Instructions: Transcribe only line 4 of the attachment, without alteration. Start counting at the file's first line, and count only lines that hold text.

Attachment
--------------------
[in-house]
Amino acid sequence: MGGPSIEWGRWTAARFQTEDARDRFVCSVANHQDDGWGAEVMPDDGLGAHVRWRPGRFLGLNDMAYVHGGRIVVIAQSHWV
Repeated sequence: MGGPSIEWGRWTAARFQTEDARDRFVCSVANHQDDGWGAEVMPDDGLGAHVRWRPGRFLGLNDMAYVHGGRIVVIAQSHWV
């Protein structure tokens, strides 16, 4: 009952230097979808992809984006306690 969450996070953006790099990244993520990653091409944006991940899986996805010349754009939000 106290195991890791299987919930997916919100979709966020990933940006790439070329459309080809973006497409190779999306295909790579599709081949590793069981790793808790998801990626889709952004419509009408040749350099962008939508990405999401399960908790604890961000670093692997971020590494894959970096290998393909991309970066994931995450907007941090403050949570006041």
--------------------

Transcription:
């Protein structure tokens, strides 16, 4: 009952230097979808992809984006306690 969450996070953006790099990244993520990653091409944006991940899986996805010349754009939000 106290195991890791299987919930997916919100979709966020990933940006790439070329459309080809973006497409190779999306295909790579599709081949590793069981790793808790998801990626889709952004419509009408040749350099962008939508990405999401399960908790604890961000670093692997971020590494894959970096290998393909991309970066994931995450907007941090403050949570006041």